Thus, the methods and systems consistent with the present invention minimize the need for software programming, allowing a system user or designer to define the display data objects for the user's unique system, integrate them with the reusable VE 102, and generate the customized display application software. In one embodiment, the User Interface Tool 100 runs on commercial data processing systems such as personal computers (PCs) 101 and provides a convenient way of providing access to the capabilities of the VE 102.

Once the VE 102 consistent with the present invention is in place, software production for the display application would be reduced to 1) design of system configuration (i.e., selection of desired objects), and 2) verification of configuration object files processed by the VE 102. Software design changes are primarily accomplished via changes to configuration objects—there are no VE code changes thereby reducing software integration and maintenance cost.

Thus, the architecture consistent with the present invention allows handling of dynamic display objects and their attributes, and makes the data objects and the VE 102 building blocks of a larger integrated system, allowing data objects to be driven by external events (such as a user command) or change based on a timing profile (such as cyclic updates). This dynamic capability is an asset in the embedded system.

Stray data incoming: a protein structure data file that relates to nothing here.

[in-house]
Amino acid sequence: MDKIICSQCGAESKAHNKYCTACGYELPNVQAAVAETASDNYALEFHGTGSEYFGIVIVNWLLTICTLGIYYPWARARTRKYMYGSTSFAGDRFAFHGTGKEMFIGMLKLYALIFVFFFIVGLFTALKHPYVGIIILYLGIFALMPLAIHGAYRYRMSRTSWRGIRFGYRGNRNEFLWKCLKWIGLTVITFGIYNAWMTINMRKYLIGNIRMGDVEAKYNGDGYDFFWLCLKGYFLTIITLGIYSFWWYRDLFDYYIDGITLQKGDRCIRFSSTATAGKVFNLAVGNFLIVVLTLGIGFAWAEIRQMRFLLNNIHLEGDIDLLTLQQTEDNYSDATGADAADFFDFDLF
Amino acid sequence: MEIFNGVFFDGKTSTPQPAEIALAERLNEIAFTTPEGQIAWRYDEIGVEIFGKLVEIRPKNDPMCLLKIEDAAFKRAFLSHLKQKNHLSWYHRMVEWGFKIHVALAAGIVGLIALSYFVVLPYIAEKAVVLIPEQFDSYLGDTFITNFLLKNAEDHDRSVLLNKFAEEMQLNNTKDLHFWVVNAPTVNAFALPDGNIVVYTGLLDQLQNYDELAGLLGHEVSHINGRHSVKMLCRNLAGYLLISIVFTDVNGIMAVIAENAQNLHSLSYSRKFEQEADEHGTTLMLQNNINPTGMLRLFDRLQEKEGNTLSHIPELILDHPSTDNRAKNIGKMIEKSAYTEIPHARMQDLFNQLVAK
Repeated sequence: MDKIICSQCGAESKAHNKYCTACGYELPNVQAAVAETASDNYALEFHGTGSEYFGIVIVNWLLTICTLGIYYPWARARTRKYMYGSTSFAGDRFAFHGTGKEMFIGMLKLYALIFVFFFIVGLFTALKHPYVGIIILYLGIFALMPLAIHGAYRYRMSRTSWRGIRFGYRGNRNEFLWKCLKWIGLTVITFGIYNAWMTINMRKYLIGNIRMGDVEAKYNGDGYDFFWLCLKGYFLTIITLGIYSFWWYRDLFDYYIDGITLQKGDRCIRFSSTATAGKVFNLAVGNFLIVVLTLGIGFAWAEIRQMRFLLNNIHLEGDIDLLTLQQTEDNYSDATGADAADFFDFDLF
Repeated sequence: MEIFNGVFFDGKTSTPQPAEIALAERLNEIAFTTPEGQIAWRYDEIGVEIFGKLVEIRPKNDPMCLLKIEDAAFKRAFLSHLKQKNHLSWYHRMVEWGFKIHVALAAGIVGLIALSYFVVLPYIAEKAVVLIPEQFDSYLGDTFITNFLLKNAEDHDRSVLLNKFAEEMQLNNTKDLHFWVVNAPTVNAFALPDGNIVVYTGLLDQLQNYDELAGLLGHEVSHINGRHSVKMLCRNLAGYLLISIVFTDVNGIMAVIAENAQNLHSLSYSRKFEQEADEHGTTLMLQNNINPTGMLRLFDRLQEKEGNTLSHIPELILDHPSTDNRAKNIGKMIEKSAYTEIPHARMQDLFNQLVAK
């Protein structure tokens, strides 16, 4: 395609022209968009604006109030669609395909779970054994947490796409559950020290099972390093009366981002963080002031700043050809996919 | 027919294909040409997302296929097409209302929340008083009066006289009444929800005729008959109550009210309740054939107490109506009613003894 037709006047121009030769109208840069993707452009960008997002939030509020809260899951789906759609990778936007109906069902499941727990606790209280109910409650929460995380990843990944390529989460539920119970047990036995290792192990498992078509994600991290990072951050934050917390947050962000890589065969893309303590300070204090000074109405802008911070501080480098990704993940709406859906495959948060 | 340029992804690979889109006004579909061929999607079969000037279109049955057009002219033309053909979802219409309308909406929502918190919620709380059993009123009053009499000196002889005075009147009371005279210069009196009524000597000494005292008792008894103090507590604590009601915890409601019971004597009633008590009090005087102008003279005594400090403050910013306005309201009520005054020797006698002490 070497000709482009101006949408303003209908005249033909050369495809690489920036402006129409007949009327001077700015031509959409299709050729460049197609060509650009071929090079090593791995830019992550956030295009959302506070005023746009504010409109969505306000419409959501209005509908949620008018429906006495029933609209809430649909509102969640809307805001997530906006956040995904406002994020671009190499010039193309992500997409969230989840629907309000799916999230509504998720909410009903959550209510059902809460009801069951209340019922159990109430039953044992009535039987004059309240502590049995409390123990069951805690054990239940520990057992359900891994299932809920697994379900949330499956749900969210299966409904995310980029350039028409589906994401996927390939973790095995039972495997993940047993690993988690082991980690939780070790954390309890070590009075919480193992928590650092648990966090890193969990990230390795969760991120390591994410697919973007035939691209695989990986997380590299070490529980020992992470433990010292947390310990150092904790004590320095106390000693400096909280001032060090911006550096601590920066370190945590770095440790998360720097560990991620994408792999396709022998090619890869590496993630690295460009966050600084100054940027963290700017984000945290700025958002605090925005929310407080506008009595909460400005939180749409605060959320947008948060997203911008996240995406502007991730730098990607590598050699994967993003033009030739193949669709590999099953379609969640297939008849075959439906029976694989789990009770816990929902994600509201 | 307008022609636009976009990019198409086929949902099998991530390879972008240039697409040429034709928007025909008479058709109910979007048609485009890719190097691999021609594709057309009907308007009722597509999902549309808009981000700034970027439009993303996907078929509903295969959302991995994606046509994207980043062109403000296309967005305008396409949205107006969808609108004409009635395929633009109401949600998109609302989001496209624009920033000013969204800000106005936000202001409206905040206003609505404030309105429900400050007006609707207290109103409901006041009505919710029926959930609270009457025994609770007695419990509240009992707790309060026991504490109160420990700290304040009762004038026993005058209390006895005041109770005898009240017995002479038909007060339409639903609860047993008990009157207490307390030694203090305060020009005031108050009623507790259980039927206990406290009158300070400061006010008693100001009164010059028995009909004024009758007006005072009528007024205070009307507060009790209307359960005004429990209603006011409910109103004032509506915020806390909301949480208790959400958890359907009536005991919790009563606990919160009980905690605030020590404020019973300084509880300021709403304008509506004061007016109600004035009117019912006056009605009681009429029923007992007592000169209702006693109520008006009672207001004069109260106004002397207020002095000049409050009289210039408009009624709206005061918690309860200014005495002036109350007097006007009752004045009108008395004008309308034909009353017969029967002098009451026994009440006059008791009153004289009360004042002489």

The actual implementation of the present invention can be performed using existing technologies. That is, implementation does not require an innovation.

With respect to FIGS. 1 and 2, the methods and systems consistent with the display application technology architecture of the present invention will now be described.

As shown in FIG. 1, the architecture consistent with the present invention, includes a set of support tools, shown as the User Interface Tool 100 which runs in memory 120 on, for example, a data processing system such as a personal computer (PC) 101, which allows end-users and system designers/analysts to interact with the VE 102 to rapidly design, modify, and/or test and validate the display application software.